25 October 2008

When this Crisis Ends, Will Sprawl Continue?

When housing starts begin again, should we continue on the same model?

...For a half-century we've watched the suburban sprawl machine ... with little regard for aesthetics, for the rising cost of energy or, for that matter, the cost of leaving the region's have-nots behind in older, have-not communities.

We convinced ourselves that nothing could be done about this process because, after all, it's a free country. It's what people want. And the business model—buying up land by the quarter section and selling it by the square foot—was surefire...

....maybe, it's time to revisit the inevitability of suburban sprawl.

...If the federal government can use our tax dollars to bolster private banks, why can't states, counties and towns require private developers to include some energy efficiency, transit access, walkways and just plain common sense?

Over the last half-century our metropolitan region has roughly doubled in size—as measured by the amount of land we sprawl across—while our population has grown barely 20 percent. Where's the sense in that?

...main growth sectors will be: 1) senior citizens and 2) immigrants of limited means. Seniors will want to live closer to shops and services. Immigrants will want to live affordably and near their jobs. Neither will have much use for drywall palaces along the suburban fringe.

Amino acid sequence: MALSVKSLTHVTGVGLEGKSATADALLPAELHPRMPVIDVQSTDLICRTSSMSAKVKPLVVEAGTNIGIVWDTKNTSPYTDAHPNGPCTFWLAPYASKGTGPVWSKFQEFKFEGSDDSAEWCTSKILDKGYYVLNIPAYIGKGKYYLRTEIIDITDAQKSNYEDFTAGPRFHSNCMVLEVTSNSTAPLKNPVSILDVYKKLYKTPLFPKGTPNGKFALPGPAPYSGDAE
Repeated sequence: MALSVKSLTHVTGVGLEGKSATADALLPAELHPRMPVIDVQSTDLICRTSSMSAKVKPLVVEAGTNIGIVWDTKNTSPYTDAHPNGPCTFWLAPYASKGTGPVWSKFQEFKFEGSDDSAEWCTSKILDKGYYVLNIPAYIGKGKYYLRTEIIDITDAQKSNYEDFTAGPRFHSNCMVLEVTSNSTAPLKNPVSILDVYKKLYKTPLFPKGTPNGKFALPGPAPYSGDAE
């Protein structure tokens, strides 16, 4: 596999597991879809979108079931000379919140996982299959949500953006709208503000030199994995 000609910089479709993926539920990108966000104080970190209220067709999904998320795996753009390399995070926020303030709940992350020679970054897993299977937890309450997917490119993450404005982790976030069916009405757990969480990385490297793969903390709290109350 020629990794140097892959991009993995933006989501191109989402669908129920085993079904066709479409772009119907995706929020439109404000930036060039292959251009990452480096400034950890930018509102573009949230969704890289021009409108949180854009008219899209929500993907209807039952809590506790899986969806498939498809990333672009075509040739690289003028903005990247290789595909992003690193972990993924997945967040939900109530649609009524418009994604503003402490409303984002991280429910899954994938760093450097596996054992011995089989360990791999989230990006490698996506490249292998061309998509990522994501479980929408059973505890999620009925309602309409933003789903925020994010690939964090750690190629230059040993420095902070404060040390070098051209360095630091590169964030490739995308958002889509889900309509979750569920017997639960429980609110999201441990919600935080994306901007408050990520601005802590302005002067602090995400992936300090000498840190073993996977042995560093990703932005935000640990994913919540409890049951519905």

"It's time...to start planning what the future should be."

5 comments:

anthrocinci said...

suburban sprawl machine vs. the urban growth boundary, a la portland. buy your tickets.

i think a focus of any kind of post-bailout urban political will should be lobbying for a urban growth boundary, esp with legislation to centralize control (in cinci) of utilities and infrastructure development. that's the only way i can see to reign in mason et al. otherwise, we might get "smart growth" but maybe it'll still be disjointed and atomistic?

anthrocinci said...

or, better said: if still disjointed development, efforts to coordinate things like bike paths will still take forever

DP said...

I went to the Oct 3/4 conference (?) that ULI and Roxanne Qualls put on regarding form-based codes. They had a developer there from Nashville who was claiming that the "drive 'til you qualify" approach is dead, because driving has become too expensive. According to him, people are demanding closer in, more ped-friendly housing.

I fall into what I assume is a small minority of people who was moderately excited about $4/gallon gas and the potential for a shift in national development trends.

But now that gas prices have dropped back down (I saw $2.25/gal today), are we going to go back to the same-old-same-old? Is there any indication that our brief brush with high gas prices will make a lasting impression on Americans preferences?

CityKin said...

I don't think we hang the success or failure of urban living on the price of oil. It needs to be a positive argument about what kind of places we want to live in.

I also went to that conference, at least the Friday part of it, and I have met the Nashville Planning Director, who is making all of that possible as well as Dave McGowan, who is the developer you mention. He is making money with smart growth developments, and he is successful because he is building what people really want irregardless of the price of gas.

I think smart development can be done and I am so glad that Roxanne is trying to make Cincy a leader in this regard.

5chw4r7z said...

There are so many things interconnected in sprawl, another little piece of the puzzle are the huge funds, retirement, investment etc. They have so much cash that human scale projects do not have big enough returns on investment. hence huge malls and lifestyle centers.